Titans toy with Steelers' offensive line
Steelers quarterback Ben Roethlisberger grimaced as he knelt beside his ailing center, Maurkice Pouncey, just 3 minutes, 58 seconds into the season opener Sunday against the Titans at Heinz Field.
Roethlisberger knew before the team's medical staff phoned for the cart that Pouncey had seriously injured his right knee. It was sobering, in part, because an oft-maligned offensive line had lost its anchor, if not its pulse.
Pouncey's injury was one in a series of blows for an embattled offense that couldn't find a rhythm or identity in the Steelers' 16-9 loss before a crowd of 61,585.
Coach Mike Tomlin said Pouncey injured his MCL and ACL. The Pro Bowler will need surgery and be sidelined indefinitely.
Pouncey's absence was significant, mostly because the offensive line couldn't generate a big enough push to create even the narrowest of seams for running backs to exploit. The ground game squeezed out only 32 yards, including 8 yards on 10 carries in the first half.
“It's going to be tough,” said running back Isaac Redman, who averaged 1.1 yards on eight carries. “Pouncey is the heart of our offensive line.”
The offensive front looked more like a house of cards against the Titans' defense.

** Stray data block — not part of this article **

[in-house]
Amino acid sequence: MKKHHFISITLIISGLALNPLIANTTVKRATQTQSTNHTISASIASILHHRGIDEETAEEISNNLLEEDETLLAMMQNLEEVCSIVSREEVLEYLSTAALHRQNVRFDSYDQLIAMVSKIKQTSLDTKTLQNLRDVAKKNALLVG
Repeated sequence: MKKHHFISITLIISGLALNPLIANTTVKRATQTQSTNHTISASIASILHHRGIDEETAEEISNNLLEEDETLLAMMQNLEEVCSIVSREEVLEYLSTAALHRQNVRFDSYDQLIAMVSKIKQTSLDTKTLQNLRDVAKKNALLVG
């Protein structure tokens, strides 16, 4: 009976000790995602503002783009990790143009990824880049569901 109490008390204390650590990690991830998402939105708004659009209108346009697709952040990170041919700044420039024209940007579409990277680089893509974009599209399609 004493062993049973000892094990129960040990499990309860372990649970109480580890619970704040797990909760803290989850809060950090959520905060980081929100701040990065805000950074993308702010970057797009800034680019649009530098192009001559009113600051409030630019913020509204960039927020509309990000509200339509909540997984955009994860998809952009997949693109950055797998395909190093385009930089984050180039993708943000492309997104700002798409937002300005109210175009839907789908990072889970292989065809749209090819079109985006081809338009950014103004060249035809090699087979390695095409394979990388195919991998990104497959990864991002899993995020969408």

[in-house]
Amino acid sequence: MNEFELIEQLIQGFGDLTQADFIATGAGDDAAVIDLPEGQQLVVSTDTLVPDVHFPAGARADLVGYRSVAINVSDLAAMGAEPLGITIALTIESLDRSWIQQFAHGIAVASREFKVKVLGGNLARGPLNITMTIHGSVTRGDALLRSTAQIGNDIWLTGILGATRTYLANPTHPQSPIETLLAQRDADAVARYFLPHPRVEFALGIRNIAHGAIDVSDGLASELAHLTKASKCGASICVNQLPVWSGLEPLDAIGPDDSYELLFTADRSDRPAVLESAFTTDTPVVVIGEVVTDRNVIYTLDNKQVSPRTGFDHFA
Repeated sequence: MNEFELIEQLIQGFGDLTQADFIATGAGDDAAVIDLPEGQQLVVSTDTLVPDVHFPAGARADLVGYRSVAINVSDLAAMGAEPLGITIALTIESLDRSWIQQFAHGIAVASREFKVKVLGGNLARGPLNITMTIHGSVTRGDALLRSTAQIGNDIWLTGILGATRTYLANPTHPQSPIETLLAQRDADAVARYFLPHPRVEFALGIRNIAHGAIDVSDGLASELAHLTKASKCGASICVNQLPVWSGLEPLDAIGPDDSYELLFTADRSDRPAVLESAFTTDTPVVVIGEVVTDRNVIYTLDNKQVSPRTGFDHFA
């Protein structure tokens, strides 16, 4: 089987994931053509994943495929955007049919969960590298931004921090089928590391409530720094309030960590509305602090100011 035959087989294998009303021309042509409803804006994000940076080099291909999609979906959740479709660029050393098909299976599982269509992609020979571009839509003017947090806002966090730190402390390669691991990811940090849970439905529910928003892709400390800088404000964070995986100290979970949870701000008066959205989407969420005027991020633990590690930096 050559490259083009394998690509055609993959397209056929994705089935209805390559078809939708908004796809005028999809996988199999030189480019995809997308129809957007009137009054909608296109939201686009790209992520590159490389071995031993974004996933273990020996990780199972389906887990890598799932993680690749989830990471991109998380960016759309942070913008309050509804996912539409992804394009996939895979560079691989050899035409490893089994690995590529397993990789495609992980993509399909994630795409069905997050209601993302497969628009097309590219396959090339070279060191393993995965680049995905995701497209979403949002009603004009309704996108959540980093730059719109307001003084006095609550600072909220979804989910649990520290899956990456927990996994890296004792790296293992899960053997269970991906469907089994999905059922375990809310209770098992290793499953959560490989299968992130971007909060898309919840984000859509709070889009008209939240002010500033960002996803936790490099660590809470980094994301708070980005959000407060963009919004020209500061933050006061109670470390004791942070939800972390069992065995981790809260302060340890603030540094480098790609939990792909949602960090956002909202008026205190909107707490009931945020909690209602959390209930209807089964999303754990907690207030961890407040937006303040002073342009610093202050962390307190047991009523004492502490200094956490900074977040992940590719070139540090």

“We just weren't executing,” tackle Mike Adams said. “They didn't do anything. It was all us.”
While the run game faltered, Roethlisberger — except for a meaningless fourth-quarter scoring drive — spent much of the afternoon under duress. He was sacked five times and hit on six other occasions by the Titans, who largely pressured Roethlisberger without blitzing.
The Steelers arrived at training camp bubbling with enthusiasm about their new zone-blocking schemes. The Titans made a mockery of it by pinning down the edges and overwhelming the offensive front in the trenches.
“They forced us away from what we wanted to do, and we weren't good enough, period,” guard Ramon Foster said. “We can't make any excuses because it all starts up front.
“We have to be way better. We all know we're capable of being better. We will be better.”
But things went from bad to worse for the offensive line after second-year guard David DeCastro got tangled up with Pouncey. DeCastro shouldered the blame for Pouncey's injury, but insisted the offensive line has to smooth out the rough edges before traveling to Cincinnati next Monday.
“We've got to get on the same page,” DeCastro said. “(Pouncey) is our leader, but the next guy has to step up.”
The next man up is Kelvin Beachum, who played every position on the offensive line during the preseason and started the game at tight end, mostly because fullback Will Johnson was sidelined with a hamstring injury. Now he's likely to be the starting center unless the Steelers explore an alternate route to fix a broken offensive line.
Tomlin appears comfortable with Beachum stepping into the lineup.
“He did an admirable job under the circumstances,” Tomlin said.